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As Washington officials ponder possible defense cuts, the U.S. Senate’s top-ranking Republican said Wednesday that Fort Knox is here to stay.
Minority Leader Mitch McConnell toured the U.S. Army post to update himself on the progress in the wake of the latest Base Realignment and Closure initiative. His visit included a stop at the 833,000-square-foot Human Resource Center of Excellence — which he said is a visual symbol of the way the Army has revised and reinvigorated the post.
“It’s a fabulous structure,” he said.
Sitting in a pinstriped suit in front of a Leaders Club mantle made by Abraham Lincoln’s father, McConnell said Fort Knox’s future looks bright.
The post, which gained commands such as Human Resources and lost the Armor Center and School, benefited from the 2005 realignment by adding many high-paying civilian jobs.
“I think we all agree Fort Knox came out very well,” McConnell said.
He said the area is doing a great job adapting to the realignment.
“This is one of the fastest-growing communities in the country,” he said. And, to a large extent, it has been insulated against the recession. “The timing of all of this couldn’t have been better.”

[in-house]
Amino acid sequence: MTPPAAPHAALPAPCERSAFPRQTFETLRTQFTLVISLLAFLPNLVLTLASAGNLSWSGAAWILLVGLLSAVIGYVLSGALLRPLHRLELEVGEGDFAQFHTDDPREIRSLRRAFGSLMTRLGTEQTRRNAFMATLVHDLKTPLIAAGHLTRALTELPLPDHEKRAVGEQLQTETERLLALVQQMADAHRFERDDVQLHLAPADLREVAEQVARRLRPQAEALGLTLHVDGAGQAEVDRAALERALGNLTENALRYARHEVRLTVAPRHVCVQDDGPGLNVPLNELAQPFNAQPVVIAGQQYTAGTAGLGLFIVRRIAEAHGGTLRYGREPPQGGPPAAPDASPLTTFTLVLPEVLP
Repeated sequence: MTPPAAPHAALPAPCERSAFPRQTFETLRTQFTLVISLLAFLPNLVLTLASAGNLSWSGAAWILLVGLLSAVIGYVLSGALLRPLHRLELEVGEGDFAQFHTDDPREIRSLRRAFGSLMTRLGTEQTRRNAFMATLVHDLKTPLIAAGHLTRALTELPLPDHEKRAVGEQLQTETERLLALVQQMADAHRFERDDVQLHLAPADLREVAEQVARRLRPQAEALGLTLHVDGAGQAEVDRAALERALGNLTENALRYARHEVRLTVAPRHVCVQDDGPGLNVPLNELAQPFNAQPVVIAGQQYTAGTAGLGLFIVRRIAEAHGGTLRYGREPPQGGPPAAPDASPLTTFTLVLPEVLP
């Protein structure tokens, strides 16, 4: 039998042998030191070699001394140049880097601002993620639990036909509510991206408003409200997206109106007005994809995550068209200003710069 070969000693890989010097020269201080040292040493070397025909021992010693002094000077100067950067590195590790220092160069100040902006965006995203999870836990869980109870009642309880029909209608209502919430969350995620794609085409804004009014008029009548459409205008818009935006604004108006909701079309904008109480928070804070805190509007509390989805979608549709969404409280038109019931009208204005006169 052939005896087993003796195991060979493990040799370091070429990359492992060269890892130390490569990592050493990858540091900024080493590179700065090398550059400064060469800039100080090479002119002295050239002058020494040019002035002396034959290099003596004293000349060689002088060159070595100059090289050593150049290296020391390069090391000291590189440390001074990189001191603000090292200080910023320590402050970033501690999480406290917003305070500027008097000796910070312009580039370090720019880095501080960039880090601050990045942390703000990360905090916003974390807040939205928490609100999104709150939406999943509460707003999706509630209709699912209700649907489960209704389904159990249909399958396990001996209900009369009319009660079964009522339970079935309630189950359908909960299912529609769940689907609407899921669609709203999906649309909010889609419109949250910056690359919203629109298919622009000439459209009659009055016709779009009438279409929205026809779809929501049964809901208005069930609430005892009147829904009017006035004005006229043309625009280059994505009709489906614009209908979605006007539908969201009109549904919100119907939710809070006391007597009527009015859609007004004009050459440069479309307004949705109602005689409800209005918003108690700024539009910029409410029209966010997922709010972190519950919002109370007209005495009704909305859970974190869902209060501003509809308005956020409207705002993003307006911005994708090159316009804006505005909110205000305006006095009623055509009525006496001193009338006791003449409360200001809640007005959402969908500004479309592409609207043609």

Going into this BRAC round, officials were nervous Fort Knox would survive at all, McConnell said. “Plenty of us were weighing in, and I hope it did have an impact.”
While future funding is uncertain, he sounded optimistic about the post.
“We’re going to be reducing the government across the board, and defense is not going to be exempt from that,” McConnell said.
Defense Secretary Robert Gates is looking to cut $100 billion in spending. “I can’t say that any particular part of the defense department is necessarily off-limits,” McConnell said. But he said the important thing is the permanency of the function Fort Knox now has.
“The survivability of Fort Knox, I think, is determined for the long-term,” he said. It was solidified by the post’s infrastructure improvements.
While McConnell also said he is sure there will be another BRAC round, he doesn’t know when it will be.
On another topic, the senator said Fort Knox may take on another role in the future: assessing the repeal of don’t ask, don’t tell’s policy on sexual orientation. The post is in charge of Army recruiting.
In the coming months and years the military will find out whether nixing the policy impacted recruitment and retention, said McConnell, who opposed the repeal.
John Friedlein can be reached at (270) 505-1746 or at email@example.com